Welcome To Smallpoxville


This comes via the ever-excellent Skip’s Acorn Treasury – Skip’s not his real name but I’ve forgotten what it is, although I did meet him at a dinner. I think he probably thought I was overexcited and annoying, as I become when I meet people I instantly like.

Near King’s Cross is an area called Somerstown. It’s quite nice, and mainly comprises an award-winning real ale pub, a French gastropub, a great bakery, some flats and houses, a street of pretty good Indian restaurants rather like a mini-Brick Lane, and some bored kids who congregate on corners. The kids are lost in their own world and move politely out of the way as you pass.

This is the area portrayed by Shane Meadows, director of painful British neo-realist films (ie relentlessly glum and impenetrably accented) as violent, crime-riddled and slum-like, in the same way that lazy journalists still refer to the streets of King’s Cross as ‘sleazy’. OK, it’s true that our local sex shop shares its loo with that of the elegant cake shop next door, but there is a sign on the door warning you.

The point is that the area’s transformation into a pleasant neighbourhood is still at a fairly fragile stage. So of course, it will now house a giant biochemical unit where the world’s deadliest diseases will be stored, probably by teenagers listening to death metal on their iShuffles. You know – like in ‘Return Of The Living Dead’.

To be fair, the area has long been associated with exotic diseases. A local cinema commercial that used to run in Camden famously had a voiceover on it that said ‘Come to the Rupal Indian Restaurant, next door to the Tropical Diseases Hospital’, because everyone was familiar with that big red-brick building.

So the architects put out a CAD-photo making the proposed centre look like a cross between a second-rate university and a suburban Toys-R-Us, artfully hidden by trees. ‘Oh,’ the couple bottom right are saying, ‘let’s pop in and see if our flesh-eating virus vaccine is in stock.’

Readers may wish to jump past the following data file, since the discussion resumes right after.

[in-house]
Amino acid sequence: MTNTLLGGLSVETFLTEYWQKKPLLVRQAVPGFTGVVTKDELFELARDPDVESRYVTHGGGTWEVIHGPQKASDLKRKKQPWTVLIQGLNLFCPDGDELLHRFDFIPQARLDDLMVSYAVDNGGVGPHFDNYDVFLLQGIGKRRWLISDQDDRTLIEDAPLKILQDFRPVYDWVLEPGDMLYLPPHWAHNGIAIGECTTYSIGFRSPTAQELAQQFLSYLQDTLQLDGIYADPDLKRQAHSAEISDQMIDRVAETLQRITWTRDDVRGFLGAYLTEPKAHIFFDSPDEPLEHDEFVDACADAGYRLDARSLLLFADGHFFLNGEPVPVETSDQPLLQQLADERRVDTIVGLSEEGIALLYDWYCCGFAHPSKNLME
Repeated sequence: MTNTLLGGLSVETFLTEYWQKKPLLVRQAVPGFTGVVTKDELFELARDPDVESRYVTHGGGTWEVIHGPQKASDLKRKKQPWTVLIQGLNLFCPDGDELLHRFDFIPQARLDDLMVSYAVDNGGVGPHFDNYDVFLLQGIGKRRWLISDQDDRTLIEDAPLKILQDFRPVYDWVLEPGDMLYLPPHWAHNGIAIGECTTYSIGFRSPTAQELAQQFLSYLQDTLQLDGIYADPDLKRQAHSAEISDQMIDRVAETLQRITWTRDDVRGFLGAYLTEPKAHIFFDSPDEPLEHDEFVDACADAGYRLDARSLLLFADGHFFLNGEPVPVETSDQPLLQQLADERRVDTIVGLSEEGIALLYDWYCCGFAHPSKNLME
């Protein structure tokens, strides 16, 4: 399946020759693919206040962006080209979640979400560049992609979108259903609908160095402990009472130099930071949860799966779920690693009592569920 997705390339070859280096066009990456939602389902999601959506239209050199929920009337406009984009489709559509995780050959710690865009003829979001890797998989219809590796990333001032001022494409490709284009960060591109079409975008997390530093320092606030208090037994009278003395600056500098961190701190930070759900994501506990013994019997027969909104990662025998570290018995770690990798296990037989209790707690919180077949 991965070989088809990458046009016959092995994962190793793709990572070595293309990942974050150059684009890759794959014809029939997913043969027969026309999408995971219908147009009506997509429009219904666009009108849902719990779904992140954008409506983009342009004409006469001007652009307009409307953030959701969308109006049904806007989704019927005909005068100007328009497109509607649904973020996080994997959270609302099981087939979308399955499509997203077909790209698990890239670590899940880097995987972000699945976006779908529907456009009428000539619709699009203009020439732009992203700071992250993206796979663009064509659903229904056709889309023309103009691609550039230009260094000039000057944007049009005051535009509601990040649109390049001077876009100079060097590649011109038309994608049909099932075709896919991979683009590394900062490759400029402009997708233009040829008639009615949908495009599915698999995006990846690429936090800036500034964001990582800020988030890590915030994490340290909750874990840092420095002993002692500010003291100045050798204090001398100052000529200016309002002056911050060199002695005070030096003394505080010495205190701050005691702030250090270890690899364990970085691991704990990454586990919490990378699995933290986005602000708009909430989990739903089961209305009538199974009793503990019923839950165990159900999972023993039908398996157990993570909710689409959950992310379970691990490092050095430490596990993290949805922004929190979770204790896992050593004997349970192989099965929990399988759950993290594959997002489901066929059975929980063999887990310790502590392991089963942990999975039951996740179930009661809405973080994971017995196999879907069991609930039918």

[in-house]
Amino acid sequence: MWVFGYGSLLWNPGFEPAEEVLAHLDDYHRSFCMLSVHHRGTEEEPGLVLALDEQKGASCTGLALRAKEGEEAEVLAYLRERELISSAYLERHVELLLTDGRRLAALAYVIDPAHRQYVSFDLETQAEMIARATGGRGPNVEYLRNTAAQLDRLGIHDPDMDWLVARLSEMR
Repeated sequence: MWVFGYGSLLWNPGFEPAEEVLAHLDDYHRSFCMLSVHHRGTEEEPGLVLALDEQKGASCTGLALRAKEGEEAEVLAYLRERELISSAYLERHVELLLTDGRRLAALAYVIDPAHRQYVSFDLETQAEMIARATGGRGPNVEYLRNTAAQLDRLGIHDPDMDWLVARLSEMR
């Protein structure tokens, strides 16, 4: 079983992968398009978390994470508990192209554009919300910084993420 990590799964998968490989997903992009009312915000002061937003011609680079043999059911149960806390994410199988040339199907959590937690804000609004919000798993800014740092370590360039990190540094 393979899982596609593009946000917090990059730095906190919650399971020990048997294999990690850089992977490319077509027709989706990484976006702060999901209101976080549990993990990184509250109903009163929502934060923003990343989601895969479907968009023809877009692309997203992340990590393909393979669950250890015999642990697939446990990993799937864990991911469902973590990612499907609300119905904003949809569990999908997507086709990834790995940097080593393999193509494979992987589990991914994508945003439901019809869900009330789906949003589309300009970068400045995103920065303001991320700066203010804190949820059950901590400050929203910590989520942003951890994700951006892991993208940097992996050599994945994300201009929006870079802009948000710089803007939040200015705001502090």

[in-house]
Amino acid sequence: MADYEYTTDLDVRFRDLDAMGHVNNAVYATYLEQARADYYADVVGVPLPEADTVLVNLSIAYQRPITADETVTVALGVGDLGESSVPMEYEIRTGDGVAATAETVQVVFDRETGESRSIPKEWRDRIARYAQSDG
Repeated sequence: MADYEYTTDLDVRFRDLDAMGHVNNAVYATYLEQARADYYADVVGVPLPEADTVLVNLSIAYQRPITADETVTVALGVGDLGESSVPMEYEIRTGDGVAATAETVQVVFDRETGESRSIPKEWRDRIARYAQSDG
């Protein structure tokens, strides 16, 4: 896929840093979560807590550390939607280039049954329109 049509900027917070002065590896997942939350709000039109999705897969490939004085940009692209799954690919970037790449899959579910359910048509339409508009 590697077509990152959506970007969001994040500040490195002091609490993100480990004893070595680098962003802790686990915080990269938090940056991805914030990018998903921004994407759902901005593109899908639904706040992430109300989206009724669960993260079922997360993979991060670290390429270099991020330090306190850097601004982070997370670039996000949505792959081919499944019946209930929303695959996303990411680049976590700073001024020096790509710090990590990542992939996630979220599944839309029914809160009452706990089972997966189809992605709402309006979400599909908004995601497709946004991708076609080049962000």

Now they’ve come clean and posted a follow-up shot which reveals the monumental size of it and the Auschwitz-style corpse-burning chimneys on the top. Look for future references to Somerstown as ‘Outbreak Epicentre’ on Sky News.

Not content with the ruination of Camden Market and proposing that a needle exchange be placed beside an international railway station, Camden Council is clearly maintaining its image as London’s Greatest Urban Threat.

I used to live in the neighbourhood, and when the terrace opposite me was torn down, Camden proposed building a vast corrugated steel wall to replace it. Their reasoning: ‘You’re in an urban neighbourhood and we wanted to reflect this.’
I had to explain that we didn’t all want to be reminded of the area’s grim Victorian factory roots every time we looked out of the window.

So, thanks a bunch, Skip, you’ve turned me into a NIMBY.

9 comments on “Welcome To Smallpoxville”

  1. Helen Martin says:

    Vancouver is currently celebrating its 125th anniversary and today’s paper features a selection of the great theatres that were torn down during urban planning initiatives plus the last (almost) of the old ones which is now slated to be torn down after years of neglect which left it a ruin. Plus ca change and all that.

  2. I.A.M. says:

    Does anyone remember which recent B&M the Tropical Diseases place was featured? Was it …off the Rails or was it …on the Loose?

    Speaking of which, I ought to do maps for the two of them for the other site.

  3. alan griffiths says:

    “Overexcited and annoying”. Unfortunately – so true.

    My Guv’nor is that way – enthusiastic about everything. Me – I’m Eeeyore – just plodding along. Major fight looming.

    Just reread “Spanky”. Again. Mr. Fowler – you have a nasty mind…


  4. Steve says:

    I love the way Admin finds the most horrifying things in the most banal places. I’m envious.

  5. Chris Lancaster says:

    I often walk through Somerstown on my way from a client to Kings Cross station, and it’s interesting what you say about the youths congregating on street corners and politely moving out of the way as you walk past. I normally feel slightly nervous walking through the area carrying laptop, etc, probably because of where it is rather than how it is.

    Being so close to Kings Cross, you expect it to be somewhat dangerous! If the bakery is the one that I think you mean, however, I do sometimes sit on one of the benches just outside, and enjoy the sun. So maybe, at some fundamental level, I do know that I’m not about to be mugged for my laptop.

  6. Helen Martin says:

    Not knowing that King’s Cross was supposed to be dangerous I rather enjoyed a morning walk through it last year but I wonder if I would have felt differently had the weather been grey and drizzly with everyone feeling a little crabby.

  7. Alan Morgan says:

    You’ve nothing to worry about from gangs, just wear neutral ‘colours’ – try a green hanky half tucked into your back right pocket.

    Ho, ho.

  8. admin says:

    Ian, it was ‘On The Loose’ and I’d love you to do more maps!

  9. I.A.M. says:

    Hmmm… In which case, I shall get to that… erm… soon… (looks at stacks of MS and other papers to be read and considered) soon-ish…

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